Teaching Innovation as a Martial Art

Is innovation really something you can teach? Absolutely!

Posted Nov 27, 2009

Someone recently asked me... is innovation really something you can teach? My answer... of course it is! I teach an innovation workshop for middle and executive level managers at Fortune 500 companies, and all you have to do is watch the faces of my students to know that innovation is absolutely teachable.

However, teaching innovation isn't really like teaching anything else. There's really no set textbook or curriculum, and there's no established and recommended pedagogical method. This is because the core of innovation is really a dynamic way of thinking, rather than a static body of knowledge. The best example of a teacher teaching a way of thinking, from my personal experience, was the physicist Richard Feynman.

When I was a freshman at Caltech, I sat in Feynman's now famous Physics X lectures for freshmen majoring in physics. I can remember sitting there in absolute wonder, watching the Nobel Laureate magically derive Maxwell's equations from nothing more than the uniformity of time and space... and thinking, "man, this must be what it felt like to watch Aristotle or Socrates teach." You see, Feynman didn't teach from a textbook or a lesson plan, and he didn't teach formulas or techniques for solving equations. Instead, deep inside of his physics lectures, he was actually was teaching a philosophy of life. Feynman exuded a genuine excitement and a relentless curiosity not only about how the world works, but why it is as amazingly beautiful as it is.

In fact, he once said, "Poets say science takes away from the beauty of the stars - I too can see the stars on a desert night, and feel them. But do I see less or more? What is the pattern or the meaning or the why? For far more marvelous is the truth than any artists of the past imagined it... science only adds to the excitement and mystery and the awe of it." When you learned to see the world the way he did, you immediately began to learn a new way of thinking about it.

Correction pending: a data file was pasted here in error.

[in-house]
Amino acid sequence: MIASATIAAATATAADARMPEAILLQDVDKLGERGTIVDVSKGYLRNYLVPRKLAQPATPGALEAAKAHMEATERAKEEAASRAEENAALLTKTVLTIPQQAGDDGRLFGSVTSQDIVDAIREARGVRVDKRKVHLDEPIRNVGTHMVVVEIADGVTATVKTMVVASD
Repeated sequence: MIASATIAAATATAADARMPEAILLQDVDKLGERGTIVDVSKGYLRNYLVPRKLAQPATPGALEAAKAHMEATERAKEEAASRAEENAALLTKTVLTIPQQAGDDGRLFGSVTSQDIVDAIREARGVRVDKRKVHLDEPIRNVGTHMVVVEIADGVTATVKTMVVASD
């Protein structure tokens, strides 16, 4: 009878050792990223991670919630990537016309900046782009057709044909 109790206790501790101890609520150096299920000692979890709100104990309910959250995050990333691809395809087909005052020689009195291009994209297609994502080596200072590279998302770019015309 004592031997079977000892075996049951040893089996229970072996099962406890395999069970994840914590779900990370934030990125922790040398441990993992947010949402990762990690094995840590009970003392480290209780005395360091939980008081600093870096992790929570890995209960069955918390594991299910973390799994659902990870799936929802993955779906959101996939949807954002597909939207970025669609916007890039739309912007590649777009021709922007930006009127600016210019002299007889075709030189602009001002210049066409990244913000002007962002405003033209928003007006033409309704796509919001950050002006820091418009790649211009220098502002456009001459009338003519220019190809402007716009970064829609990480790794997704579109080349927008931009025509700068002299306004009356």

Innovation is actually taught in the same way. Socrates insisted that the greatest teachers were not those who had the most information (i.e, the "experts"), but those who created the "space of learning". Those who teach innovation must do the same thing - they can't only teach about the nuts and bolts of coming up with ideas and sheparding them through the organization, they need to teach a new way of seeing and listening and thinking.

The best analogy for teaching innovation, I believe, is the teaching of martial arts - both disciplines require years of study and diligent effort to master, both disciplines require that you continuously test what you're learning in the ring and adapt your theories to fit reality, and finally, in both disciplines, your sensei needs to be pretty good at it to get you started in the right direction.

One of the most innovative martial artists was Bruce Lee, who wrote a book called The Tao of Jeet Kune Do. This book is exceptional in that it was not a "how to" manual for learning some form or kata, but rather, it was a distillation of his remarkable philosophy of martials arts. Essentially, the art of Jeet Kune Do is to let go of form, to allow the student to become formless and dynamic in every way - but fully grounded in what really works. Bruce Less said, "If you follow the classical patterns, you are understanding the routine, the tradition, the shadow. You are not understanding yourself."

In the same way, the teaching of innovation must, at some point, let go of all the textbooks and techniques and allow the student to achieve formlessness in the same way. This is the highest level of innovation training, obviously. However, in the martial arts, before you can even allow yourself to imagine what it might be like to be a formless Zen-master samurai, you have to put in some long and painful hours doing basic exercises. Any human skill - like learning to play the piano or speak a new language - requires 5000 hours for the human brain to master. Both martial arts and ideation - the skill of creating ideas - are no different. There are no shortcuts.